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|Budget||$67 million (Fiscal year ending 2010-9-30)|
|Budget||$67 million (Fiscal year ending 2010-9-30)|
|Executive Director||Richard Fishman|
|Budget||$26 million (Fiscal year ending 2010-9-30)|
The American Israel Public Affairs Committee (AIPAC, // AY-pak) is a lobbying group that advocates pro-Israel policies to the Congress and Executive Branch of the United States. The current President of AIPAC is Michael Kassen from Westport, Connecticut.
Describing itself as "America's Pro-Israel Lobby", AIPAC has more than 100,000 members, seventeen regional offices, and "a vast pool of donors." It has been called "the most important organization affecting America's relationship with Israel," and one of the most powerful lobbying groups in the United States. The group does not raise funds for political candidates itself, but helps organize to channel money to candidates.
Its critics have stated it acts as an agent of the Israeli government with a "stranglehold" on the United States Congress with its power and influence. The group has been accused of being strongly allied with the Likud party of Israel, and the Republican Party in the US, but an AIPAC spokesman has called this a "malicious mischaracterization." AIPAC describes itself as a bipartisan organization, and bills it lobbies for in Congress are always jointly sponsored by both a Democrat and Republican.
In 2005, a Pentagon analyst pleaded guilty to charges of passing US government secrets to two AIPAC staffers in what is known as the AIPAC espionage scandal. Both staffers were later fired by AIPAC. In 2009, all charges against the former AIPAC employees were dropped.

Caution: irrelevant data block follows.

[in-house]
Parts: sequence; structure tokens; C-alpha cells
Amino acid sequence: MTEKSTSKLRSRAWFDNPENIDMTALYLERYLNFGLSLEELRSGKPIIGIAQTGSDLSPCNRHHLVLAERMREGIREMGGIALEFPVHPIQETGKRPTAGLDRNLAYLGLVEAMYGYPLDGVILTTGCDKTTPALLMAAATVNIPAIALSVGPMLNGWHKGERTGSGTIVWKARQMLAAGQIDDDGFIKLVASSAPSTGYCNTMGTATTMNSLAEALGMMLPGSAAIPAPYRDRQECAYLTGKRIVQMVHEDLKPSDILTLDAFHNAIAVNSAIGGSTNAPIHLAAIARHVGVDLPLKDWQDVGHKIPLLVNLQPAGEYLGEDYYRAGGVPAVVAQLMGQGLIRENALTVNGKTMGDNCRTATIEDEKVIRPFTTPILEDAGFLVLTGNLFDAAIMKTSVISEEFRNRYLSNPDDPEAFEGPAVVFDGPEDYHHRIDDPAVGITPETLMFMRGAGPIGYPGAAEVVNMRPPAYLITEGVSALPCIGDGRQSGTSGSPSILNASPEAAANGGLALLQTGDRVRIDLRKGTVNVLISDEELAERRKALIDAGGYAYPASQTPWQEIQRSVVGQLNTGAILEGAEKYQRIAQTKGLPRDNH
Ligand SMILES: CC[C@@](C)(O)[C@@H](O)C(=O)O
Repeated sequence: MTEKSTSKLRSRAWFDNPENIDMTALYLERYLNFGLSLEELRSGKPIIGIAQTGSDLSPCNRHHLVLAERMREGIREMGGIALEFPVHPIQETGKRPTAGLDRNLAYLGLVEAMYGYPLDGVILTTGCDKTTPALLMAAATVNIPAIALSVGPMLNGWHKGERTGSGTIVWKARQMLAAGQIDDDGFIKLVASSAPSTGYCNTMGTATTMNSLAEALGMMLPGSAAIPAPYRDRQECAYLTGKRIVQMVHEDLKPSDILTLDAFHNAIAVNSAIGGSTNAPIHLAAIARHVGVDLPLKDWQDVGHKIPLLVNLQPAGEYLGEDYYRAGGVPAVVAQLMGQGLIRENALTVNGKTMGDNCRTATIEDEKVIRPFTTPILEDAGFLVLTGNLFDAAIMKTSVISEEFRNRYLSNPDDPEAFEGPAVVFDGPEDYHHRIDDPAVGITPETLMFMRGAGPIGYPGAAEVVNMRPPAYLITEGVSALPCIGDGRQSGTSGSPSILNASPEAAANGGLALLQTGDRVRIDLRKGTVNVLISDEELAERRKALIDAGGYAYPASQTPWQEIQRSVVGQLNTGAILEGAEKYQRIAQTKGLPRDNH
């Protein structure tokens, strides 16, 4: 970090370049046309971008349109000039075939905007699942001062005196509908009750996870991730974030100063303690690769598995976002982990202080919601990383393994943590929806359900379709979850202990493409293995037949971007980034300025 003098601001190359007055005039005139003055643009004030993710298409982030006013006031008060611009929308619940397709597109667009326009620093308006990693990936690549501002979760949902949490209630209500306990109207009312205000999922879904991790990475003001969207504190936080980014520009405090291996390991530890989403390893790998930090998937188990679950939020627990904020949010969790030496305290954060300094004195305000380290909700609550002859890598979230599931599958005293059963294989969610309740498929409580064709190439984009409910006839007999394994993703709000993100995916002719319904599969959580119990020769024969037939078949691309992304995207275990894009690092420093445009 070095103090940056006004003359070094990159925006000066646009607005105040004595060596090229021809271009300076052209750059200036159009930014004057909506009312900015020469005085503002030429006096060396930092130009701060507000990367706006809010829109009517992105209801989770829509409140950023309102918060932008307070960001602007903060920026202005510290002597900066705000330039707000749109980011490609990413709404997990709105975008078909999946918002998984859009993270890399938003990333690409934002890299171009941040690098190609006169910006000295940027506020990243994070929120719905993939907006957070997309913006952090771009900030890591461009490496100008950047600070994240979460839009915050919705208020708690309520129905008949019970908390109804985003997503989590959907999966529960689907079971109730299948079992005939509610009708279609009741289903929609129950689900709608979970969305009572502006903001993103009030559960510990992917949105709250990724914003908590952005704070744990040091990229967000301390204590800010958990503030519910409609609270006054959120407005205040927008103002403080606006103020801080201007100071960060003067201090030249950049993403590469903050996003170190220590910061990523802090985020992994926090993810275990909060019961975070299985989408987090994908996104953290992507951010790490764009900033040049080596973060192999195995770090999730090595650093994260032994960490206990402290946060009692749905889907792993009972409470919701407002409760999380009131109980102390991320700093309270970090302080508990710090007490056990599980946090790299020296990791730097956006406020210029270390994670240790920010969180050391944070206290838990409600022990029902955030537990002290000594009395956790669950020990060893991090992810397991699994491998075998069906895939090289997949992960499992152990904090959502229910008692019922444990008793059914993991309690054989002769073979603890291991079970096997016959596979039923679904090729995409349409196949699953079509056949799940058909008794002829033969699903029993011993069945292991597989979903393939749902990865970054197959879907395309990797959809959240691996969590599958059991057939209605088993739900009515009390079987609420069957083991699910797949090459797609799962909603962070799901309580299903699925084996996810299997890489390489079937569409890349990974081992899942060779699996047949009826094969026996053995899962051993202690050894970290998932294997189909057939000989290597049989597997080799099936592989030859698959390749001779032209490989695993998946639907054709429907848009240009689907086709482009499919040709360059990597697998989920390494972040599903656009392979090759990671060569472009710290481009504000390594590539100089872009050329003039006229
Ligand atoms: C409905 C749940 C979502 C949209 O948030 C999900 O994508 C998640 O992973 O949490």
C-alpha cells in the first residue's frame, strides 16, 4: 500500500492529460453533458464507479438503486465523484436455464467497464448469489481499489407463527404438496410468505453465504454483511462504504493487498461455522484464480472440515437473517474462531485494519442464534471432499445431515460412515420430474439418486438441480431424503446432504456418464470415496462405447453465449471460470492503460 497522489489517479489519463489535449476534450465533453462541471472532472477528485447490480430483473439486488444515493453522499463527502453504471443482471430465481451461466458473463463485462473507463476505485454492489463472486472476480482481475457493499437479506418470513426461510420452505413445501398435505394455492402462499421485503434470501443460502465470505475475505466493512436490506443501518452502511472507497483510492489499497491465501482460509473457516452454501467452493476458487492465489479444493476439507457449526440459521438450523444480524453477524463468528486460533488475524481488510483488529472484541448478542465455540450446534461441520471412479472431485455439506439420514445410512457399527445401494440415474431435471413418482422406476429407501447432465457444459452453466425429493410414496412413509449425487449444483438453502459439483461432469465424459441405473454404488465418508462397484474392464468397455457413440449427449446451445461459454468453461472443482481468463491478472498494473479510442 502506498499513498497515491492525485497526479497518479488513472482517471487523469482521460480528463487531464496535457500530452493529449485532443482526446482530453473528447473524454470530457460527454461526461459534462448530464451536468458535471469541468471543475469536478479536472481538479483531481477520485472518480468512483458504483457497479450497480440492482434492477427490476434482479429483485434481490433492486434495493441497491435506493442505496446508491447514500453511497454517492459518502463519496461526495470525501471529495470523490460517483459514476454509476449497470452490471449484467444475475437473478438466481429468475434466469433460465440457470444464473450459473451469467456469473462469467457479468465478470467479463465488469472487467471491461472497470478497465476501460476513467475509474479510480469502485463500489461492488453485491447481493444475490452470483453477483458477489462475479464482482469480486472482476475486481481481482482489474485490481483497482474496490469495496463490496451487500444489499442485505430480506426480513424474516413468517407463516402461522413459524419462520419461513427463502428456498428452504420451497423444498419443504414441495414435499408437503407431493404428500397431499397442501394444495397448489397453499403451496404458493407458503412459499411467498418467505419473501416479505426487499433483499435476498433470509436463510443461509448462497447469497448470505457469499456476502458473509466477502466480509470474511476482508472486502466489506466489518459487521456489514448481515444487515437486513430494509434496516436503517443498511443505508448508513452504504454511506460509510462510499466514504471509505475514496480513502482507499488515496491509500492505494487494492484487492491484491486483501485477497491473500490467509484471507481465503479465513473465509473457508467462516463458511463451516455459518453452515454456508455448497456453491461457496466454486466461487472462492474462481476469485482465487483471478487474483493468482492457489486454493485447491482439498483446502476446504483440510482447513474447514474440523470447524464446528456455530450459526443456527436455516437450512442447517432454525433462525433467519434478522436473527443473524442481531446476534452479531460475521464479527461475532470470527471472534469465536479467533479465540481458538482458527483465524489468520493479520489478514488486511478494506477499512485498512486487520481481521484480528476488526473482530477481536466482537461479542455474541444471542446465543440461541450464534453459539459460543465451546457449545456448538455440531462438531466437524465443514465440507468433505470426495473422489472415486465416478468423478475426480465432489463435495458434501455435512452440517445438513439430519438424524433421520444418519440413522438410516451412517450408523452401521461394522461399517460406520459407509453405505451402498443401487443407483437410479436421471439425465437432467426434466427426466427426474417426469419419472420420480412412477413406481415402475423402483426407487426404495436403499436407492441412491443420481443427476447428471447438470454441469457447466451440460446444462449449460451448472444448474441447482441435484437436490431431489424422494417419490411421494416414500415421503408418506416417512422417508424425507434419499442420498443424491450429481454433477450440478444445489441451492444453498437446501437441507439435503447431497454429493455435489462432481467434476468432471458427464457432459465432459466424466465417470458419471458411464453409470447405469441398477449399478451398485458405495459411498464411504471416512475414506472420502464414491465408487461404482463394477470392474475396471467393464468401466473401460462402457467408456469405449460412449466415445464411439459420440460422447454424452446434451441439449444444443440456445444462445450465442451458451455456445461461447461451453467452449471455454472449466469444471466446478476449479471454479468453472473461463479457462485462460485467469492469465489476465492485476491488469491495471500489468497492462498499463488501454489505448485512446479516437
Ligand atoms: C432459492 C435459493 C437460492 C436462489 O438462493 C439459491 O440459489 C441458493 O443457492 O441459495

The American Israel Public Affairs Committee was founded in 1951 by Isaiah L. "Si" Kenen. Kenen originally ran the American Zionist Committee for Public Affairs as a lobbying division of the American Zionist Council. Before that, Kenen was an employee of the Israeli Ministry of Foreign Affairs. According to journalist Connie Bruck, AIPAC was incorporated in 1963 and headed by Kenen until his retirement in 1974. Kenen was "an old-fashioned liberal" according to former AIPAC volunteer journalist M.J. Rosenberg, who did not seek to win support by donating to campaigns or otherwise influencing elections, but was willing to "play with the hand that is dealt us."
Michael Oren writes in his book, Power, Faith, and Fantasy: America in the Middle East 1776 to the Present, "Though founded in 1953, AIPAC had only now in the mid-70s, achieved the financial and political clout necessary to sway congressional opinion. Confronted with opposition from both houses of Congress, United States President Gerald Ford rescinded his 'reassessment.'" George Lenczowski notes a similar, mid-1970s, timeframe for the rise of AIPAC power. "It [the Carter Presidency] also coincides with the militant emergence of the American Israel Public Affairs Committee (AIPAC) as a major force in shaping American policy toward the Middle East." He further notes that this period also coincides with a major shift in Israeli government policies related to the election of Menachem Begin in Israel.
In 1980, Thomas Dine became the executive director of AIPAC, and developed its grassroots campaign. By the late 1980s, AIPAC's board of directors was "dominated" by four successful businessmen—Mayer (Bubba) Mitchell, Edward Levy, Robert Asher, and Larry Weinberg.
AIPAC's stated purpose is to lobby the Congress of the United States on issues and legislation related to Israel. AIPAC regularly meets with members of Congress and holds events where it can share its views. AIPAC is not a political action committee, and does not directly donate to campaign contributions.